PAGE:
New pope could revitalize Catholic Church, L.A. parishioners say
Worshipers at a Mass held at the Cathedral of our Lady of the Angels in downtown Los Angeles said they were were uplifted by the idea that Pope Francis could bring widespread change to the church.
“The popes have all been from Europe, now this may be what is required, someone from the Americas who has a different perception on how life is to be lived and what it means to be Catholic,” said Marcus Anderson, 59, of West Los Angeles.
Cardinal Jorge Mario Bergoglio succeeds Benedict XVI as leader of the world’s 1.2-billion Roman Catholics. Benedict stunned the church when he stepped down last month, becoming the first pontiff to do so in six centuries.
Anderson, who runs an outreach ministry for homeless, said he would like to see the church allow priests to be married and believes that such a change could curb sexual abuse.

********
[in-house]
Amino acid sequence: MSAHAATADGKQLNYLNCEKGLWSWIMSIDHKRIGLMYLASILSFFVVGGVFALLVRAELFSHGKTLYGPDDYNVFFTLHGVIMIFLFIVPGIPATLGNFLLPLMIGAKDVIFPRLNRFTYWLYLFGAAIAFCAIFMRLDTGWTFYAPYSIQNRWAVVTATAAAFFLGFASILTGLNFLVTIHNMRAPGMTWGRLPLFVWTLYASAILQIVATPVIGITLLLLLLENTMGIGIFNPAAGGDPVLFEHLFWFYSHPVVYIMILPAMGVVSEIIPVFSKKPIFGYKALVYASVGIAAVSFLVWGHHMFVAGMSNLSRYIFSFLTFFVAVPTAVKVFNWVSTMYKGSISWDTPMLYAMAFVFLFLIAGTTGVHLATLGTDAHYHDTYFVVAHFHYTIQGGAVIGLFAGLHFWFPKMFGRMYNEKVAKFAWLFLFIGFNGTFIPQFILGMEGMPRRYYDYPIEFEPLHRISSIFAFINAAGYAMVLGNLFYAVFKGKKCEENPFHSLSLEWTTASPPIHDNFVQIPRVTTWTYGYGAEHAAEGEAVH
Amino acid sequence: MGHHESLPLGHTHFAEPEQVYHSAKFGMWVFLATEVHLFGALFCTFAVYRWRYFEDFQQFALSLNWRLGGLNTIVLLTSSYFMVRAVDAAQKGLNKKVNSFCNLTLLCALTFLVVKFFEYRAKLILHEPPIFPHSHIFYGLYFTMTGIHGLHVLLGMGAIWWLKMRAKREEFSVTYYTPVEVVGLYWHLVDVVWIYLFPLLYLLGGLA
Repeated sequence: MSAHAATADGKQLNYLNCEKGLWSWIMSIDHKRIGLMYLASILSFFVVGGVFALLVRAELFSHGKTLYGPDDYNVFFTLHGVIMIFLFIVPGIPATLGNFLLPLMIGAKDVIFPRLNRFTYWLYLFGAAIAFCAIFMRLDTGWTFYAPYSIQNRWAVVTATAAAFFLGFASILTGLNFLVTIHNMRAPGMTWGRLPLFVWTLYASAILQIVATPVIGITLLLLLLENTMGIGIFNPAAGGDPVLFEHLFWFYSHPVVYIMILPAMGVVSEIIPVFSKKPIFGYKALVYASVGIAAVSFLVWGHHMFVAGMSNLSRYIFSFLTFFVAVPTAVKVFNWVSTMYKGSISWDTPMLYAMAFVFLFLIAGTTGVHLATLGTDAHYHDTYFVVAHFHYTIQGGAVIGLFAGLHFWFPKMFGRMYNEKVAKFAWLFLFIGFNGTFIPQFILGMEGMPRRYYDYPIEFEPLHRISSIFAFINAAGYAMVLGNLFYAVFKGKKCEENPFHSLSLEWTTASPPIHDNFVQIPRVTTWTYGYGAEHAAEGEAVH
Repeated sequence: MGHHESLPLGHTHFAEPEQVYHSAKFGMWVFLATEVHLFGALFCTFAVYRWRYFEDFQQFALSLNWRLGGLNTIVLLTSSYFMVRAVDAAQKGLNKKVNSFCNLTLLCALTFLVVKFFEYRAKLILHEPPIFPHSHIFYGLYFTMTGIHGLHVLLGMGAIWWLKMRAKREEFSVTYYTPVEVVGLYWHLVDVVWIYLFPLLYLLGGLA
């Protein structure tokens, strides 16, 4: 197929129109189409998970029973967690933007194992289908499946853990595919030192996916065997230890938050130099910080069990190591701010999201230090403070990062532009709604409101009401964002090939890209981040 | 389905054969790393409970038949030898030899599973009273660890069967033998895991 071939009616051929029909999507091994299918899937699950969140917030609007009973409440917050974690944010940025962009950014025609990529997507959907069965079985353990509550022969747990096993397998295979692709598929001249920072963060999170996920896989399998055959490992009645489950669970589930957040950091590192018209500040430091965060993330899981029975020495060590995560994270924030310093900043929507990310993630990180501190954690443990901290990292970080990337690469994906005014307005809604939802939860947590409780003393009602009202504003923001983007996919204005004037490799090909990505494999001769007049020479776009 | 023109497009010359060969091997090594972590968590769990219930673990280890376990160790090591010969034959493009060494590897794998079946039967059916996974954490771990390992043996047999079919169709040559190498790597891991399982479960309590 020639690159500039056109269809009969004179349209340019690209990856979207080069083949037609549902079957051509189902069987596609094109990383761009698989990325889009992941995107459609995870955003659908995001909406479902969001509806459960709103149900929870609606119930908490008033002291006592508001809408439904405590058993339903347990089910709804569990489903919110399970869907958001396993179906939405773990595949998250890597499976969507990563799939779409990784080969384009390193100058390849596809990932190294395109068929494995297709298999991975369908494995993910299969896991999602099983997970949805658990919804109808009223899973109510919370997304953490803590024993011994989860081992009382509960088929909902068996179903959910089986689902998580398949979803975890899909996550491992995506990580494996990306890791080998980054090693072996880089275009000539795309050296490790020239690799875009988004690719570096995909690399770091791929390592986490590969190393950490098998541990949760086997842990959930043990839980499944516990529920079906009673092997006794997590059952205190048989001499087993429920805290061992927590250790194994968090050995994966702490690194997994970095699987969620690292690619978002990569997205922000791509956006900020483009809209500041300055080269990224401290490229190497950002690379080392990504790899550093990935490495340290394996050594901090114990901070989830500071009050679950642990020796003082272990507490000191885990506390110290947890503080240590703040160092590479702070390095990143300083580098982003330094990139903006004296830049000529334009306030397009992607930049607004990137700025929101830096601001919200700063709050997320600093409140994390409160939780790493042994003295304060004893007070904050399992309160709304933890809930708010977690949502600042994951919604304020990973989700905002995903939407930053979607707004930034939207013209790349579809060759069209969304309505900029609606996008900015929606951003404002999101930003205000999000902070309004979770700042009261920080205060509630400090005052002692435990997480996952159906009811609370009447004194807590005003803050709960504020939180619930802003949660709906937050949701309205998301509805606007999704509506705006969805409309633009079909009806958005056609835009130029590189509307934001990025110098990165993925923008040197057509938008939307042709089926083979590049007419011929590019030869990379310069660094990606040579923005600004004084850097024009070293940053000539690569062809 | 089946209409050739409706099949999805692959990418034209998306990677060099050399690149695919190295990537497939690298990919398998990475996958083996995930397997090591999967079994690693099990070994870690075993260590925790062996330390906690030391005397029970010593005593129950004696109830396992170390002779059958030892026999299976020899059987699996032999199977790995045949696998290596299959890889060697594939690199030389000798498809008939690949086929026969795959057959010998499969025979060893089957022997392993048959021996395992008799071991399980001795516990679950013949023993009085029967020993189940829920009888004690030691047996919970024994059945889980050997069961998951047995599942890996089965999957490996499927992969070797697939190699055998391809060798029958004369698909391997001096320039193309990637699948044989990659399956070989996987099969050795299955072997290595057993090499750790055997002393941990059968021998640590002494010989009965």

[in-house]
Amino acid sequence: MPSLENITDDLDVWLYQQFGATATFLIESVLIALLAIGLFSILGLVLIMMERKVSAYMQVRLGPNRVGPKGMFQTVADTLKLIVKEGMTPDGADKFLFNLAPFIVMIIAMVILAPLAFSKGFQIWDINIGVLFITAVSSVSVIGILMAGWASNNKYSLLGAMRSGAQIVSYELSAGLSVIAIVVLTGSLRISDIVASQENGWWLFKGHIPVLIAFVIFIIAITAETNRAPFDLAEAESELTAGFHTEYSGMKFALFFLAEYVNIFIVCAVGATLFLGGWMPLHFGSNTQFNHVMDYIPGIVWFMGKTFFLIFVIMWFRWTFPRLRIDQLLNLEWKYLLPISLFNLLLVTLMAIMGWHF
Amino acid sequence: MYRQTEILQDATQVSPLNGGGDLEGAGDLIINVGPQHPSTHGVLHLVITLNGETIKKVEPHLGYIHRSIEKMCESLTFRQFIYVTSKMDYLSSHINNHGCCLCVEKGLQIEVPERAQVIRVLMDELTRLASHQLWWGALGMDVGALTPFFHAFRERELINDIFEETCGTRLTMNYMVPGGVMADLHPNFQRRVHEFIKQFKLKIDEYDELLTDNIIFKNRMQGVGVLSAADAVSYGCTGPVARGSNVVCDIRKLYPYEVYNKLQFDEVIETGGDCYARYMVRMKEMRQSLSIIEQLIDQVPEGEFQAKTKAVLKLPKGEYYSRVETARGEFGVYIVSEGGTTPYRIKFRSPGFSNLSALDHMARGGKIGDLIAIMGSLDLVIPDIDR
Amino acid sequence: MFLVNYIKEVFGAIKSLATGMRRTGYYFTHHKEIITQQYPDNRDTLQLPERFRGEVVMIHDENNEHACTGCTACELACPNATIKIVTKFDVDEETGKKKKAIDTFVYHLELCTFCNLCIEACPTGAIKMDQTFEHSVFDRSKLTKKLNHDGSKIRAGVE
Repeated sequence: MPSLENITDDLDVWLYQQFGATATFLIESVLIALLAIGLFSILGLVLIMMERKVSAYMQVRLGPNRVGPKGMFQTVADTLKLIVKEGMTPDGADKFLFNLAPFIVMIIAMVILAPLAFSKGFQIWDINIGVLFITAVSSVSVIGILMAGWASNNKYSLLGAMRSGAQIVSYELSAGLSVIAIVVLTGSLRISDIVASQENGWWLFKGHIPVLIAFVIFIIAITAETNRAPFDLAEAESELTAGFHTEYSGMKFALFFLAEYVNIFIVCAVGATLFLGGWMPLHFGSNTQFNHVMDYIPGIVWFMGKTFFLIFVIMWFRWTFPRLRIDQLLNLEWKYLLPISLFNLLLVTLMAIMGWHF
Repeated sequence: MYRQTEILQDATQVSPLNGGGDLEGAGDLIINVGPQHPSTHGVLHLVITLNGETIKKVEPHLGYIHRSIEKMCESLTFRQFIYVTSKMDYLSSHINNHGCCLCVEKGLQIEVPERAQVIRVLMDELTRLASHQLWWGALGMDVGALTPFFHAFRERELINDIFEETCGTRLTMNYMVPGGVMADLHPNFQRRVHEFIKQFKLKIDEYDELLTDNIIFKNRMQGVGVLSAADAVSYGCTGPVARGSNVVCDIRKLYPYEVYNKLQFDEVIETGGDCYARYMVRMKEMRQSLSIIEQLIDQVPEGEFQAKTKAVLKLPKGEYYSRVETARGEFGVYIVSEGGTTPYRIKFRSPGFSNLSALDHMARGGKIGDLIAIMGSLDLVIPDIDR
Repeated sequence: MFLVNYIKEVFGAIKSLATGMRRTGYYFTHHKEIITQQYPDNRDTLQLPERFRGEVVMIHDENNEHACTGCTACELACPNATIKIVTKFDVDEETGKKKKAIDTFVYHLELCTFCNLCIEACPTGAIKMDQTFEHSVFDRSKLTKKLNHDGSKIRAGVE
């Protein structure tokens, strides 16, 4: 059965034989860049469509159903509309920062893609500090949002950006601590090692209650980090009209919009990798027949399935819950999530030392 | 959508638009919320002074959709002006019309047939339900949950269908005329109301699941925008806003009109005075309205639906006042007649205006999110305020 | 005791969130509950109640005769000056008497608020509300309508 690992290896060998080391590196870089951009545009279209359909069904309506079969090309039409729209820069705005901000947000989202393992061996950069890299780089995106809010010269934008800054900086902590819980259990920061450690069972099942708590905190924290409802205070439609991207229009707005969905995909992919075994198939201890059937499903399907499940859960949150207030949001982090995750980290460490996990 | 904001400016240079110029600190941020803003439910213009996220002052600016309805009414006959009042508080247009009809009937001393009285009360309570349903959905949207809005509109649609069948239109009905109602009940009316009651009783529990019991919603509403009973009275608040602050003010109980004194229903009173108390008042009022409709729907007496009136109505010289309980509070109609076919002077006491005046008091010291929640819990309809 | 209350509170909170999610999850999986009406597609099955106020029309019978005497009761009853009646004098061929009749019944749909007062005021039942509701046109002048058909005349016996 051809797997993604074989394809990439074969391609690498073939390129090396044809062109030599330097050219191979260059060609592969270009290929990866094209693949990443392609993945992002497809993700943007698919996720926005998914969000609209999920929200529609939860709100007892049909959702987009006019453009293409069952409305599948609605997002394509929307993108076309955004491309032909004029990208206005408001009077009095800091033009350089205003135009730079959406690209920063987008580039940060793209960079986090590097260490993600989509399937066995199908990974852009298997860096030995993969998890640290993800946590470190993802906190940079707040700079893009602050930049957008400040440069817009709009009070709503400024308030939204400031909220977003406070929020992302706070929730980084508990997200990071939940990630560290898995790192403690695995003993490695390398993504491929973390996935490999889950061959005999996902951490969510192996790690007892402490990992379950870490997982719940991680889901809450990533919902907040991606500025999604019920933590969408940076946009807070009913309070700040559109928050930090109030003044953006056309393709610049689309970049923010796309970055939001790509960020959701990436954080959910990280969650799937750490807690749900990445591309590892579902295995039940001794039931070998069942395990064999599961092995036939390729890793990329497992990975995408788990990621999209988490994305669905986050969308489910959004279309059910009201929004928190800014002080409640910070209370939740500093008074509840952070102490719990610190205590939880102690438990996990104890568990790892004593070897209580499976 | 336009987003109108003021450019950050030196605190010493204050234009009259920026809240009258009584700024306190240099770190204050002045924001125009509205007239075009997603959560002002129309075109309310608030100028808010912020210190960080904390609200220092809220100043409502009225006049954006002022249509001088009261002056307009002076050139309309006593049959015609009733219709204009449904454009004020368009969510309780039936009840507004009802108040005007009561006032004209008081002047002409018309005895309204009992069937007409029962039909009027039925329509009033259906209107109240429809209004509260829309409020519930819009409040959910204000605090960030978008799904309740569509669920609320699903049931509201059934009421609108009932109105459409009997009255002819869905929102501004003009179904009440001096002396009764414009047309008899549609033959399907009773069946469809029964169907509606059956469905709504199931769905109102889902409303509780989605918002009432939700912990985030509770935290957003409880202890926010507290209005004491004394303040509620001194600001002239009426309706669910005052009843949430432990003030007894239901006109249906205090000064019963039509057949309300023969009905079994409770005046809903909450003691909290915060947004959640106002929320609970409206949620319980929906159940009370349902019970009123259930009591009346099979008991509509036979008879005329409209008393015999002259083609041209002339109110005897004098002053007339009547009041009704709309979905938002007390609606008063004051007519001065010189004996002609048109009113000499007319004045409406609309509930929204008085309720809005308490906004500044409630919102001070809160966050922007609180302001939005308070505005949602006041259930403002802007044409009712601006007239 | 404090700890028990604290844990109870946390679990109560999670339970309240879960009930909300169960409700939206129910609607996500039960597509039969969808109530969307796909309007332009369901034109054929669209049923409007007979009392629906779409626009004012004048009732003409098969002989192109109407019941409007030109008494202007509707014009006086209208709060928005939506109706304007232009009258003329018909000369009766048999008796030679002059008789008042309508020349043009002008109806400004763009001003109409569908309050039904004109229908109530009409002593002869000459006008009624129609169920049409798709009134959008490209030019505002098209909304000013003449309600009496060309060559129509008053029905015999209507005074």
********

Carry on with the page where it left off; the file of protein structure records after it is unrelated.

Although many couldn’t list specific expectations for Francis, a common theme expressed was hope for revitalized leadership and inspiration.
Elizabeth Rodriguez, 44, said she felt as if the church had a new-found opportunity to be injected with life and energy. “We need somebody with new blood to guide the church,” she said, noting former Pope Benedict XVI’s age. “We need somebody who really can take care of us.”
A Los Angeles resident who manages a fabric store, Rodriguez said she hoped Francis would become more involved in evangelism.
For Danny Gutierrez, Francis’ ethnic background was particularly exciting. The 30-year-old Mexican American resident of La Puente brought his wife and 18-day-old daughter to the Mass. He said he hoped Francis made an effort to reach out to Hispanic and Latin people around the world.